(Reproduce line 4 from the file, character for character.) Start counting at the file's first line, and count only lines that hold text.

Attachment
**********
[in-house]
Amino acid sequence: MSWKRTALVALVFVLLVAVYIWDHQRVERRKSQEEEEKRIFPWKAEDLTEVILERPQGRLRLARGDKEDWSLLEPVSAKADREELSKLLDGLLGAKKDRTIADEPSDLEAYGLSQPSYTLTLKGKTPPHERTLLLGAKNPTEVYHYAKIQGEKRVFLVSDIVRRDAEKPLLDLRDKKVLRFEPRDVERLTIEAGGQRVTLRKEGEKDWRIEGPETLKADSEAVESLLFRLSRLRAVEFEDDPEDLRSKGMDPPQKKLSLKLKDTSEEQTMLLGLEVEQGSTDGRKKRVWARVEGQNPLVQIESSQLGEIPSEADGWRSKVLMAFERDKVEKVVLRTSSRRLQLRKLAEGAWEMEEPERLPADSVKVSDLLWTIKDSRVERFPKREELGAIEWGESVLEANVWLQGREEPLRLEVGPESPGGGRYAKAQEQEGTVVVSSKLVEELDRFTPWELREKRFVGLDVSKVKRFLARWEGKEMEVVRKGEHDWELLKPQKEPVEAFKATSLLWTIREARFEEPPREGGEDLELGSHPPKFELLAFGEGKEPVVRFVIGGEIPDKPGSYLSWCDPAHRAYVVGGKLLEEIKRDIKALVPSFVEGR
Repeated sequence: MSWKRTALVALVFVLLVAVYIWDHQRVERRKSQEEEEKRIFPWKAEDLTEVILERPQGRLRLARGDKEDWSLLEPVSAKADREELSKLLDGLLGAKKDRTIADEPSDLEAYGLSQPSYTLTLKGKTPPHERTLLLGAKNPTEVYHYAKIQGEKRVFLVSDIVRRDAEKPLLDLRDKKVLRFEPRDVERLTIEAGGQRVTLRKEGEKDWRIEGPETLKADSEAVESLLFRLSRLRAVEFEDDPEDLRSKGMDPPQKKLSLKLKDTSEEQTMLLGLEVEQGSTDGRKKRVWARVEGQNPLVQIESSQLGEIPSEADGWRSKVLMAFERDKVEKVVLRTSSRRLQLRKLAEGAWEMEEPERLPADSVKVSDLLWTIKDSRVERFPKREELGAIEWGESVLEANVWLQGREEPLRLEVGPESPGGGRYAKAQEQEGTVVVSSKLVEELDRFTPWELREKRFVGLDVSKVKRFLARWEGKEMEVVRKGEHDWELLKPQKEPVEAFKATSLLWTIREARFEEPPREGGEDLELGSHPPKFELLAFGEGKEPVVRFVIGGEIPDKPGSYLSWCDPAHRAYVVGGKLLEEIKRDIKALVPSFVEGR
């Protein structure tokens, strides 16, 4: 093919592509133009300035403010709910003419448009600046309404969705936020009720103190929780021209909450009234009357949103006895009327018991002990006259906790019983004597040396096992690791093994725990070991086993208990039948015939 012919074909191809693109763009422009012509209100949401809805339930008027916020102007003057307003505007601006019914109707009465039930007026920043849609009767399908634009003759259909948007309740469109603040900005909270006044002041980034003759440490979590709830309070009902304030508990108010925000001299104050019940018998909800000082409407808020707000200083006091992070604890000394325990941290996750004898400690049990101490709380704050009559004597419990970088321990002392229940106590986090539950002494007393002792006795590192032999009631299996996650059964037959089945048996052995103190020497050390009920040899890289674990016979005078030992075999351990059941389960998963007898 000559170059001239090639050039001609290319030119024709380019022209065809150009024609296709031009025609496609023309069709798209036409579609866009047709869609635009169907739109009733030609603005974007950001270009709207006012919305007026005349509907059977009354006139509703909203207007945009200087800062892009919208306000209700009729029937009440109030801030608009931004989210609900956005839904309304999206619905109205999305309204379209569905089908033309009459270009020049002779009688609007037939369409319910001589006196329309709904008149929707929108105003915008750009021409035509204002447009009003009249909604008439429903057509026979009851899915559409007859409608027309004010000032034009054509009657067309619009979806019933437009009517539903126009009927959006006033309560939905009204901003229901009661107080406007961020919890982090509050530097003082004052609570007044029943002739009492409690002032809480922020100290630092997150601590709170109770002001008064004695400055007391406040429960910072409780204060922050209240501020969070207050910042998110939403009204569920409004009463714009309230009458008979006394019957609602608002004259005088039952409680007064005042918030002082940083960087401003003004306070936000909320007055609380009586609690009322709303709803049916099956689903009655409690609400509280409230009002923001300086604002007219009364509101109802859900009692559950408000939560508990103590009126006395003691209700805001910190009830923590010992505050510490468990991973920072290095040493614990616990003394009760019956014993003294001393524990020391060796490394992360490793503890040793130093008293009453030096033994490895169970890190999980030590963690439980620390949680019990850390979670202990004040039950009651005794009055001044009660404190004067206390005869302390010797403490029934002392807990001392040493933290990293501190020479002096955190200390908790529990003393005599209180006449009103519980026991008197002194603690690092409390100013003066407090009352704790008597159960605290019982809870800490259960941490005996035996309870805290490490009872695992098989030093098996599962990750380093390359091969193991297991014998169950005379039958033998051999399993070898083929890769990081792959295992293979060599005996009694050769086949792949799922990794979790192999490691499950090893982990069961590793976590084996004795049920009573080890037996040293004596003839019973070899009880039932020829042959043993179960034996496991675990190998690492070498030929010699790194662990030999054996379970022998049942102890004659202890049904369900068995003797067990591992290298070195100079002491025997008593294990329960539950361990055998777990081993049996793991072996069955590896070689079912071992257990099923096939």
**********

């Protein structure tokens, strides 16, 4: 093919592509133009300035403010709910003419448009600046309404969705936020009720103190929780021209909450009234009357949103006895009327018991002990006259906790019983004597040396096992690791093994725990070991086993208990039948015939 012919074909191809693109763009422009012509209100949401809805339930008027916020102007003057307003505007601006019914109707009465039930007026920043849609009767399908634009003759259909948007309740469109603040900005909270006044002041980034003759440490979590709830309070009902304030508990108010925000001299104050019940018998909800000082409407808020707000200083006091992070604890000394325990941290996750004898400690049990101490709380704050009559004597419990970088321990002392229940106590986090539950002494007393002792006795590192032999009631299996996650059964037959089945048996052995103190020497050390009920040899890289674990016979005078030992075999351990059941389960998963007898 000559170059001239090639050039001609290319030119024709380019022209065809150009024609296709031009025609496609023309069709798209036409579609866009047709869609635009169907739109009733030609603005974007950001270009709207006012919305007026005349509907059977009354006139509703909203207007945009200087800062892009919208306000209700009729029937009440109030801030608009931004989210609900956005839904309304999206619905109205999305309204379209569905089908033309009459270009020049002779009688609007037939369409319910001589006196329309709904008149929707929108105003915008750009021409035509204002447009009003009249909604008439429903057509026979009851899915559409007859409608027309004010000032034009054509009657067309619009979806019933437009009517539903126009009927959006006033309560939905009204901003229901009661107080406007961020919890982090509050530097003082004052609570007044029943002739009492409690002032809480922020100290630092997150601590709170109770002001008064004695400055007391406040429960910072409780204060922050209240501020969070207050910042998110939403009204569920409004009463714009309230009458008979006394019957609602608002004259005088039952409680007064005042918030002082940083960087401003003004306070936000909320007055609380009586609690009322709303709803049916099956689903009655409690609400509280409230009002923001300086604002007219009364509101109802859900009692559950408000939560508990103590009126006395003691209700805001910190009830923590010992505050510490468990991973920072290095040493614990616990003394009760019956014993003294001393524990020391060796490394992360490793503890040793130093008293009453030096033994490895169970890190999980030590963690439980620390949680019990850390979670202990004040039950009651005794009055001044009660404190004067206390005869302390010797403490029934002392807990001392040493933290990293501190020479002096955190200390908790529990003393005599209180006449009103519980026991008197002194603690690092409390100013003066407090009352704790008597159960605290019982809870800490259960941490005996035996309870805290490490009872695992098989030093098996599962990750380093390359091969193991297991014998169950005379039958033998051999399993070898083929890769990081792959295992293979060599005996009694050769086949792949799922990794979790192999490691499950090893982990069961590793976590084996004795049920009573080890037996040293004596003839019973070899009880039932020829042959043993179960034996496991675990190998690492070498030929010699790194662990030999054996379970022998049942102890004659202890049904369900068995003797067990591992290298070195100079002491025997008593294990329960539950361990055998777990081993049996793991072996069955590896070689079912071992257990099923096939």